Fall 2015
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Board Committees: The Pocketknife in Your Governance Tool Bag
Effectively delegating work to committees can streamline board meetings, provide opportunities for up-and-coming members, and establish a succession plan.

On any given weekend, the number of times I pull out my pocketknife ranges from zero to many. Can’t rip open the adult-proof shrink-wrap on my sons’ team snacks? Time for the knife. When I could not neatly break off one errant branch to get our Christmas tree into the stand, out came the small saw. And I probably would have become a tree person by now, but for all the splinters I have received — all extracted with my pocketknife’s handy tweezers.

The point is, I have one clever tool that meets a variety of needs. Similarly, for a board of directors, and especially the board chair, board committees can be the pocketknife in your governance tool bag.

What Are They?

Board committees are an additional aspect of the governance structure, and they are formed to focus more in-depth on particular subjects. Each committee should exist under a specific charter that outlines what the group is charged with accomplishing, who will comprise the committee, and any governing rules, such as how it will interact with the board of directors.

As an example, the Goldman Sachs charter for its public responsibilities committee includes sections outlining the committee’s purpose; its membership; its structure and operations; its duties and responsibilities; how it’s evaluated and a review of its charter; how it may delegate to subcommittees; and its resources and authority.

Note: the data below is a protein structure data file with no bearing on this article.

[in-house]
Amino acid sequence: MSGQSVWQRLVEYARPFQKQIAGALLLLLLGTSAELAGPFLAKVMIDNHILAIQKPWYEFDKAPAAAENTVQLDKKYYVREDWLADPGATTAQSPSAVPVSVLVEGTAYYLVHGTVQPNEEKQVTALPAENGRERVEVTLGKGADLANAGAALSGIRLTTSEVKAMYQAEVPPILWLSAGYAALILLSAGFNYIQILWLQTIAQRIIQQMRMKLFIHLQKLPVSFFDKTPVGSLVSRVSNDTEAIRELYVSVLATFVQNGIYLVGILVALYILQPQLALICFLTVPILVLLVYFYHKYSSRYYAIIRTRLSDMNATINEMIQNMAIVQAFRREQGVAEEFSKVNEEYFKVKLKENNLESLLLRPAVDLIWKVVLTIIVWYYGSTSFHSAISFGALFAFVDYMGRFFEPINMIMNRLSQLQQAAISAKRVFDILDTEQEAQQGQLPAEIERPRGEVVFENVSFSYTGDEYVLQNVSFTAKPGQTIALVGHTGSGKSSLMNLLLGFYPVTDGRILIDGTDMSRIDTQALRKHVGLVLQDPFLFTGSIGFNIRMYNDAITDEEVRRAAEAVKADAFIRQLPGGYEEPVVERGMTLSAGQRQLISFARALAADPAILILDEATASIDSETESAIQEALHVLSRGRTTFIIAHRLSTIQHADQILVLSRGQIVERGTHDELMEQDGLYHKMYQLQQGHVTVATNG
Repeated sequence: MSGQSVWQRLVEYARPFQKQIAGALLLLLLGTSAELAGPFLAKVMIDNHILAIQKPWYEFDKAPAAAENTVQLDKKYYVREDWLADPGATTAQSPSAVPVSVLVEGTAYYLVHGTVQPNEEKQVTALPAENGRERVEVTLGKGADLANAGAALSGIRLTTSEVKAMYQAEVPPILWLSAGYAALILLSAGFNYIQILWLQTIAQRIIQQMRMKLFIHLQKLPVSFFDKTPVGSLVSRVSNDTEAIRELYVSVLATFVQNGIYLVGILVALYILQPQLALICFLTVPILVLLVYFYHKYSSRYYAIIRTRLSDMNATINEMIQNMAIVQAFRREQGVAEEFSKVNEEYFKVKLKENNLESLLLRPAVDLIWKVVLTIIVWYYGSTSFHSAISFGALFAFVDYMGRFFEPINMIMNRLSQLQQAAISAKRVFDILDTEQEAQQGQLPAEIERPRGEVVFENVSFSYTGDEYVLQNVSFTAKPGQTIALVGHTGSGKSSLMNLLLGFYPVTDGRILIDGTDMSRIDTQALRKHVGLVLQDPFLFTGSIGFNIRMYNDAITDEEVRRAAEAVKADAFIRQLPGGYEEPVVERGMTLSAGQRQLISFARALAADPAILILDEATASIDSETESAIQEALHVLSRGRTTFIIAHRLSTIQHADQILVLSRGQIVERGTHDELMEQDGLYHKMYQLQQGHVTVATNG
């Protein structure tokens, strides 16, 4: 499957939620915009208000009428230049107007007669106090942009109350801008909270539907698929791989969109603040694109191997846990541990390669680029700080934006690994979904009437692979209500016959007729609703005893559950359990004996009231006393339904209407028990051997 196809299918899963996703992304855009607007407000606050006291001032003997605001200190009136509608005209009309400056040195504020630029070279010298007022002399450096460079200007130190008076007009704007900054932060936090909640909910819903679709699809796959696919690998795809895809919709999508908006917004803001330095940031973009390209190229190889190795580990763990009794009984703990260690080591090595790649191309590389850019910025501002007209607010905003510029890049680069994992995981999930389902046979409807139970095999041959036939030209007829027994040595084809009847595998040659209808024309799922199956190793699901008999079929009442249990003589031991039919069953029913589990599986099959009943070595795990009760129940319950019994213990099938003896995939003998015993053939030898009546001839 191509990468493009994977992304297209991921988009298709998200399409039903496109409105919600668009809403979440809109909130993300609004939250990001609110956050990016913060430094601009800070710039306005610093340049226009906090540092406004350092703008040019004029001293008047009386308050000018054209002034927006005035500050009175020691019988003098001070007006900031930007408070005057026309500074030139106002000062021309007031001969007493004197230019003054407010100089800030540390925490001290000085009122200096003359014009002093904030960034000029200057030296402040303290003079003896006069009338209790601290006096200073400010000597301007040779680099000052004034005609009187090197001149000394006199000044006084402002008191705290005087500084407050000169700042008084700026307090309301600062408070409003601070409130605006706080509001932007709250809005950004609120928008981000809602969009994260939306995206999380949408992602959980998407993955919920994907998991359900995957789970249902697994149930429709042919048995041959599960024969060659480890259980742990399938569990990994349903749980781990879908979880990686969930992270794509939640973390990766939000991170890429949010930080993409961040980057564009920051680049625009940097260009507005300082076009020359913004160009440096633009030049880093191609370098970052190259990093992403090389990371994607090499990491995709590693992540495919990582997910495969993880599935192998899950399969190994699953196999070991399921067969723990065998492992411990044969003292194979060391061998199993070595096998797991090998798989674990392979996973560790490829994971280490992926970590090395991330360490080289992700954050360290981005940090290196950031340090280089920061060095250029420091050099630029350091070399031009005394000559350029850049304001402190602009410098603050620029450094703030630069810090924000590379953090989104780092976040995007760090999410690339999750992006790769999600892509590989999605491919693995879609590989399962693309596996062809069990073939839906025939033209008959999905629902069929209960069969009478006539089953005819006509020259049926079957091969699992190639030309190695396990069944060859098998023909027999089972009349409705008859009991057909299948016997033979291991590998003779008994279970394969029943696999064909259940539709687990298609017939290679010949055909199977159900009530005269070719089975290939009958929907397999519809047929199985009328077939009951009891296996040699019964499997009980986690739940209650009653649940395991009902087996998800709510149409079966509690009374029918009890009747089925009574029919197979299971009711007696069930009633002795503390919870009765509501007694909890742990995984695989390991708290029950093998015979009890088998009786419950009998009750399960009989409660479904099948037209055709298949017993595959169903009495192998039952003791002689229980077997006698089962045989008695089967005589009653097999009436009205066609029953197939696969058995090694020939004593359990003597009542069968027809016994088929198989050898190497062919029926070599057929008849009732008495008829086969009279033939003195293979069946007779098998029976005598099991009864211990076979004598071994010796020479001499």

Board committees are ideally comprised of a mix of board members and other people, and each director should serve on at least one board committee to ensure involvement by all.

The organization’s bylaws should make provisions for the existence of committees and task forces. As Anthony Mancuso outlined in “How to Form Your Own Nonprofit Corporation,” an article in the bylaws will specifically provide for an executive committee to be formed to make important decisions on behalf of the board.

Why Do They Exist?

These committees exist to help you get stuff done! Whether you’re operating a for-profit organization or not, many of today’s board meetings are a long, tedious mix of reports, financial reviews, (hopefully) readouts and discussions of your scorecard and where you stand against your operating plan and/or strategic plan, and updates on pending lawsuits. While the board meeting does provide a communication mechanism to get you this critical information, there is insufficient working time left for the board as a group to focus on critical strategic initiatives, such as audit preparation, detailed review of financials, board succession planning, rewards and recognition to ensure leadership engagement, etc.

Enter the board committee. Committee meetings should enable you to address those key areas in more depth than the typical board meeting allows and to more readily engage subject matter experts who are not directors. As an example, the management development and compensation committee of Waste Management, Inc. is appointed by the board of directors to discharge the board’s responsibilities relating to executive compensation, benefits, management succession, and development. With corporate committees, because management is likely not present, those meetings allow for frank, open discussion among the directors as well.

A bonus of the board committee structure can be succession planning. By giving a promising director a committee chairmanship, you can effectively identify future board officers. By engaging subject matter experts, you may identify candidates to fill open board seats.

Rules of Engagement